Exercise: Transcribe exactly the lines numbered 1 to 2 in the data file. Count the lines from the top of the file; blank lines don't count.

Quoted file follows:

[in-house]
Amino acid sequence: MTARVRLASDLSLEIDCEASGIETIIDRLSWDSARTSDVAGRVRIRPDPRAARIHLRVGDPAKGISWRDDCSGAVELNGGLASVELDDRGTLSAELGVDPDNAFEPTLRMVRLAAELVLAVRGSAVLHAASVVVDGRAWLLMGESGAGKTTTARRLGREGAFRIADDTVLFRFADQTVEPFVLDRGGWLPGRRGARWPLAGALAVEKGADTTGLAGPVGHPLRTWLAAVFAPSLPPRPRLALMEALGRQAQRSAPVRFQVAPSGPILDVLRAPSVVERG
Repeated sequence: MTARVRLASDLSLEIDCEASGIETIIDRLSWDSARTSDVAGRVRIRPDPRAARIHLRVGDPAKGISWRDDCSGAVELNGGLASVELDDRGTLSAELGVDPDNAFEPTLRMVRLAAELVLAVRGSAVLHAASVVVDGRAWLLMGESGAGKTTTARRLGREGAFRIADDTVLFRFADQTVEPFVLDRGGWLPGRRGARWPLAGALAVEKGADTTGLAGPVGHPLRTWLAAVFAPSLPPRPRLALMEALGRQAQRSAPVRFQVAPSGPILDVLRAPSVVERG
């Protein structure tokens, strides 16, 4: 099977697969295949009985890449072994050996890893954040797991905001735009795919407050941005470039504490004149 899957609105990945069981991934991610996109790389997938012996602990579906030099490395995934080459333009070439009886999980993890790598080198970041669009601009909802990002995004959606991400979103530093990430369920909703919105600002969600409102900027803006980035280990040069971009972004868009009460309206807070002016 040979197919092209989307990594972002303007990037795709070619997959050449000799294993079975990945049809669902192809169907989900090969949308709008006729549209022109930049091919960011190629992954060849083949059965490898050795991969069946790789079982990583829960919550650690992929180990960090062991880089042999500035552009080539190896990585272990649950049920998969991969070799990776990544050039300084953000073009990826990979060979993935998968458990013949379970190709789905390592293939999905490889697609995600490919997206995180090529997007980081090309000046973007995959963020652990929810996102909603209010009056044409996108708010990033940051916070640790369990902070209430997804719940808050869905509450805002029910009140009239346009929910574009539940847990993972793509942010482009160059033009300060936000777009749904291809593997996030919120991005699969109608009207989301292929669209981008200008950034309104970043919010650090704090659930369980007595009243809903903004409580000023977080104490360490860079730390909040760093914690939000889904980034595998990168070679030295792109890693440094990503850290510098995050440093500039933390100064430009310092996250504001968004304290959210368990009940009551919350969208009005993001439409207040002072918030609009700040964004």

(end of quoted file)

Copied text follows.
[in-house]
Amino acid sequence: MTARVRLASDLSLEIDCEASGIETIIDRLSWDSARTSDVAGRVRIRPDPRAARIHLRVGDPAKGISWRDDCSGAVELNGGLASVELDDRGTLSAELGVDPDNAFEPTLRMVRLAAELVLAVRGSAVLHAASVVVDGRAWLLMGESGAGKTTTARRLGREGAFRIADDTVLFRFADQTVEPFVLDRGGWLPGRRGARWPLAGALAVEKGADTTGLAGPVGHPLRTWLAAVFAPSLPPRPRLALMEALGRQAQRSAPVRFQVAPSGPILDVLRAPSVVERG